Dennis Rodman makes return visit to North Korea

Basketball Hall-of-Famer Dennis Rodman arrived in North Korea Tuesday to begin his second visit to that country this year, but the man nicknamed "The Worm" said earlier in the day he will not try to negotiate the release of an American held by Kim Jong-un's regime since late last year.

"I'm not going to North Korea to discuss freeing Kenneth Bae," Rodman told Reuters from Beijing, the traditional jumping-off point for flights into Pyongyang. "I'm just going there on another basketball diplomacy tour."

"I just want to meet my friend Kim, the marshal, and start a basketball league over there," Rodman told the Associated Press. "I have not been promised anything. I am just going there as a friendly gesture.

"I'm just going over there to have a good time and try to bridge the gap with Americans and North Koreans," Rodman added. "Just let's let people see in America that it's not a bad thing to go to North Korea and have a good time and meet new people."

Rodman previously visited North Korea in late February during a time of heightened tensions on the Korean peninsula. After U.N. sanctions imposed in early March over Pyongyang's February nuclear test, North Korea threatened Washington and Seoul with nuclear and missile strikes and shut down an inter-Korean factory in the North.

Though those tensions appear to have eased, Pyongyang canceled a visit by the U.S. special envoy on human rights issues in North Korea to negotiate the release of Bae, a Korean-American missionary who was arrested this past November and sentenced to 15 years of hard labor for "plotting to overthrow the state." The reason given for the cancelation was U.S. use of nuclear-capable bombers in annual military drills with South Korea.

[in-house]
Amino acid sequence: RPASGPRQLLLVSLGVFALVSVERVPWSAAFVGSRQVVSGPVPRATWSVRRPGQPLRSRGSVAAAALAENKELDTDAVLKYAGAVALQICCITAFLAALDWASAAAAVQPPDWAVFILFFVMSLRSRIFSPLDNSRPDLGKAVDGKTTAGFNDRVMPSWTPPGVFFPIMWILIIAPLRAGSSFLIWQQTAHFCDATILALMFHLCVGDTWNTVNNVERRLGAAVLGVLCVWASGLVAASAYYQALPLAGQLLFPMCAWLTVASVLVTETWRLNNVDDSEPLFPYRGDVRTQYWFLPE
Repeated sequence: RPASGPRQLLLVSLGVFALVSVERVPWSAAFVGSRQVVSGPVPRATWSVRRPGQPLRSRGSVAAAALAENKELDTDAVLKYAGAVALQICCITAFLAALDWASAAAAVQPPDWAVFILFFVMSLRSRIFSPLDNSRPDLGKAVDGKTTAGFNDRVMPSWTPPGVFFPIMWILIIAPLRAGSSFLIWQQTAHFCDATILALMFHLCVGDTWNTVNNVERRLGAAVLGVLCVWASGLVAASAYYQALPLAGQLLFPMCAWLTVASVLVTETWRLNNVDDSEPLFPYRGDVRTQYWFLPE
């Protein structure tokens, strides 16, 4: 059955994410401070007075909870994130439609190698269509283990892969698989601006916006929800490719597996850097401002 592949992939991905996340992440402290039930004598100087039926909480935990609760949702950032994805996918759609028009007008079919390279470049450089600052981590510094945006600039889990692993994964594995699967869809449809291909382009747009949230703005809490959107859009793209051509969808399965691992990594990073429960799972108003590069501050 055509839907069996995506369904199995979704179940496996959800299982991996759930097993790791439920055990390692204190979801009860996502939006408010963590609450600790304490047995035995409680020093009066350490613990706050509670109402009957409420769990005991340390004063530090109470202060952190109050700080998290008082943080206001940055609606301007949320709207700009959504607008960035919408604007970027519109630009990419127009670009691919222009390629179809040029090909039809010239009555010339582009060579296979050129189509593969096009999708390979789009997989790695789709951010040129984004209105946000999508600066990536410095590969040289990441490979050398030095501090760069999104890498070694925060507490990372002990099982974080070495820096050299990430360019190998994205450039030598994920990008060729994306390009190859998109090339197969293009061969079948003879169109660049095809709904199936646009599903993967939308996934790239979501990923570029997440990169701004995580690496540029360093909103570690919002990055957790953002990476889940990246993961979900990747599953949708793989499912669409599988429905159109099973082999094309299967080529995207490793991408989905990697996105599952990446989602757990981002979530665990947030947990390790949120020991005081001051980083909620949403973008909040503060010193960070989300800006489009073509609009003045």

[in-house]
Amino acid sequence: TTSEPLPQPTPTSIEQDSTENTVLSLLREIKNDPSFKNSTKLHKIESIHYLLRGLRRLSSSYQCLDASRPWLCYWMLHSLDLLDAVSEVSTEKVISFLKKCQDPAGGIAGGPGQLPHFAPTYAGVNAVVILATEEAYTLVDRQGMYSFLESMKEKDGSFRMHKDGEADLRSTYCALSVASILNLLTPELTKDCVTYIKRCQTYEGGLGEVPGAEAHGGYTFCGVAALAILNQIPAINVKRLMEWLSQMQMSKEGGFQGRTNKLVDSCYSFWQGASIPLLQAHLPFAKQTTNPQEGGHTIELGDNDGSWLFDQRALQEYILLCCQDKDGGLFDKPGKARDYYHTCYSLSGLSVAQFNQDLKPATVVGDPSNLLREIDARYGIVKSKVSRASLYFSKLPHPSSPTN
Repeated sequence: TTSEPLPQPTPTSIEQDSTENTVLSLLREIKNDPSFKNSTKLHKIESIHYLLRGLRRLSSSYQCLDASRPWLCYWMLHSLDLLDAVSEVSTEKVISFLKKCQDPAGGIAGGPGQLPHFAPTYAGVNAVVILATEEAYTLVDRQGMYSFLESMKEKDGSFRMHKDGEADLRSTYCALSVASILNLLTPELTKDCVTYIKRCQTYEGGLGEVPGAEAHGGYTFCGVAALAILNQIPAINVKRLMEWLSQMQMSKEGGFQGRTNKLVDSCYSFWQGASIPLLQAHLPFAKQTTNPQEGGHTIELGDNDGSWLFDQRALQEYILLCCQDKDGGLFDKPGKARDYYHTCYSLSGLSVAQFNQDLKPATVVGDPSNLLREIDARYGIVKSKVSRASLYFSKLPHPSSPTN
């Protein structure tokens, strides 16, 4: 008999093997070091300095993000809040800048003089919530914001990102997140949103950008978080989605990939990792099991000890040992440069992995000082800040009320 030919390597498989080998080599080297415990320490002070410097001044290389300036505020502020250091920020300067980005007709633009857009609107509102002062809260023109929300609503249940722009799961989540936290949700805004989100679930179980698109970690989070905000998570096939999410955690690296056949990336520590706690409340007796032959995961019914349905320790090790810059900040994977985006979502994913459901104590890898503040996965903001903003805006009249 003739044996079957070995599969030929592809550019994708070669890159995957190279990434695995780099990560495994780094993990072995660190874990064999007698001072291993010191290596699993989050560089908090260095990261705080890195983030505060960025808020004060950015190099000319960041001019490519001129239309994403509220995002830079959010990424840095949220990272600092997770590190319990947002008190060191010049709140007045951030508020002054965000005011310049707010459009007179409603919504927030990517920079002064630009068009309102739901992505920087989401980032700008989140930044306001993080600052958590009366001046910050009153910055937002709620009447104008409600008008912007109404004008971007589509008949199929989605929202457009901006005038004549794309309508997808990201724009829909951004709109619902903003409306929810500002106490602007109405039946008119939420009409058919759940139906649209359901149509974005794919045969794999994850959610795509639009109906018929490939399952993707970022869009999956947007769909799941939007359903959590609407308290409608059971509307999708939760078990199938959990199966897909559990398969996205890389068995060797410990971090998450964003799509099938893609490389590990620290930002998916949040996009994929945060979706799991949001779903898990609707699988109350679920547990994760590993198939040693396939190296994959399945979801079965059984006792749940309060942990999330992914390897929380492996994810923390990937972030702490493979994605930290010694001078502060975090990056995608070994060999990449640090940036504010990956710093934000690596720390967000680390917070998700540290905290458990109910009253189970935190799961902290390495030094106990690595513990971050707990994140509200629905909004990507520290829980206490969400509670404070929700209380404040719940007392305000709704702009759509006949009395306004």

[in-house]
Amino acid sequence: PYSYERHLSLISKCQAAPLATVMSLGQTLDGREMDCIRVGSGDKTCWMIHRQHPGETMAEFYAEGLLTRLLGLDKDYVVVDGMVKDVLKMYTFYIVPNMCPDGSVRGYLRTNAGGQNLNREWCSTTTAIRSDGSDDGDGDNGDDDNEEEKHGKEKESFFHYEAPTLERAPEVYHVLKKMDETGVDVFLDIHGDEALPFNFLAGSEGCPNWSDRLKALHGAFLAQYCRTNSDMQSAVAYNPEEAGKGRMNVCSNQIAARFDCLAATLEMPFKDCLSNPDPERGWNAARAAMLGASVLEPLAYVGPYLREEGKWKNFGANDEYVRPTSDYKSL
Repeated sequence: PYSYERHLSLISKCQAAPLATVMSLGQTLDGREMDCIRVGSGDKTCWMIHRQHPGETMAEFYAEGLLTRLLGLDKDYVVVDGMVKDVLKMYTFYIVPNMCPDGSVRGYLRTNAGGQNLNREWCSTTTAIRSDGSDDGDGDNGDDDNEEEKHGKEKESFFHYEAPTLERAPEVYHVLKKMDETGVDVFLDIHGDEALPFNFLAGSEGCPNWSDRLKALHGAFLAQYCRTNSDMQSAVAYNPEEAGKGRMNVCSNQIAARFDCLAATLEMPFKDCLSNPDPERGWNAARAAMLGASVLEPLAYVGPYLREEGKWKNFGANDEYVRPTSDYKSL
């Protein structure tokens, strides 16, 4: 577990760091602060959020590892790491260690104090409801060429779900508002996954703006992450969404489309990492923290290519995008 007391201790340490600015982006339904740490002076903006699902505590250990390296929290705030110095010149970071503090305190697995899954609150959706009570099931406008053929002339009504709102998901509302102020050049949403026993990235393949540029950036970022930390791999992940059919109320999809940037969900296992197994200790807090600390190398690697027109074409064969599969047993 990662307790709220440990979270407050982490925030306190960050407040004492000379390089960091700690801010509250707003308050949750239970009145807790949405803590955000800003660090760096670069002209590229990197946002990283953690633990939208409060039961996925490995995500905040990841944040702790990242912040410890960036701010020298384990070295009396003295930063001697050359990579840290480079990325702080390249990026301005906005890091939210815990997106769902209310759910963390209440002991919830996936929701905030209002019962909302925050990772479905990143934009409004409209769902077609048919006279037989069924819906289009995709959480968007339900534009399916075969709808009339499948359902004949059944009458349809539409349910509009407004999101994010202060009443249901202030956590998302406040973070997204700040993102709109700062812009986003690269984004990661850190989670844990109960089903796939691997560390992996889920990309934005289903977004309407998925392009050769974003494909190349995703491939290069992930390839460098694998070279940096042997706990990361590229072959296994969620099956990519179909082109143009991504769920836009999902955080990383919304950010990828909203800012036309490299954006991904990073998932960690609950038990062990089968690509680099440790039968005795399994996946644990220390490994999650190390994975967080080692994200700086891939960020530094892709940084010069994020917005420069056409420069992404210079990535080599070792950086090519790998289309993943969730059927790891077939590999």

In recent weeks, Bae's family has expressed concerns about his health and urged the State Department to pressure North Korea to release Bae on humanitarian grounds.

Outside analysts have said Pyongyang is likely using Bae as bait to win diplomatic concessions in a standoff over its nuclear weapons program. North Korea denies this.

Talks aimed at getting the North to give up what's estimated to be a small cache of nuclear devices, and involving the Koreas, the United States, Japan, China and Russia, collapsed in early 2009. Pyongyang says its weapons are intended to protect itself from a hostile Washington.

North Korea accuses Bae of trying to establish an anti-Pyongyang base in the North. Friends say Bae was based in a Chinese border city and traveled frequently to North Korea both as a tour operator and to feed orphans.

At least five other Americans have been detained in North Korea since 2009. The others were eventually allowed to leave without serving out their terms, some after clemency missions by prominent Americans, including former presidents Bill Clinton and Jimmy Carter.

During his previous visit to North Korea, Rodman was pictured laughing, eating, and drinking with Kim Jong-un while watching a basketball exhibition. Kim, who was educated in Switzerland in the 1990s, is reportedly a huge basketball fan and particularly a fan of Michael Jordan, with whom Rodman won three straight NBA championships as a member of the Chicago Bulls between 1996 and 1998.

Rodman described Kim after his first visit as "an awesome kid" and urged President Barack Obama to "pick up the phone and call" the North Korean leader. In May, Rodman took to Twitter to urge "the Supreme Leader of North Korea or as I call him 'Kim', to do me a solid and cut Kenneth Bae loose."

The Associated Press and Reuters contributed to this report.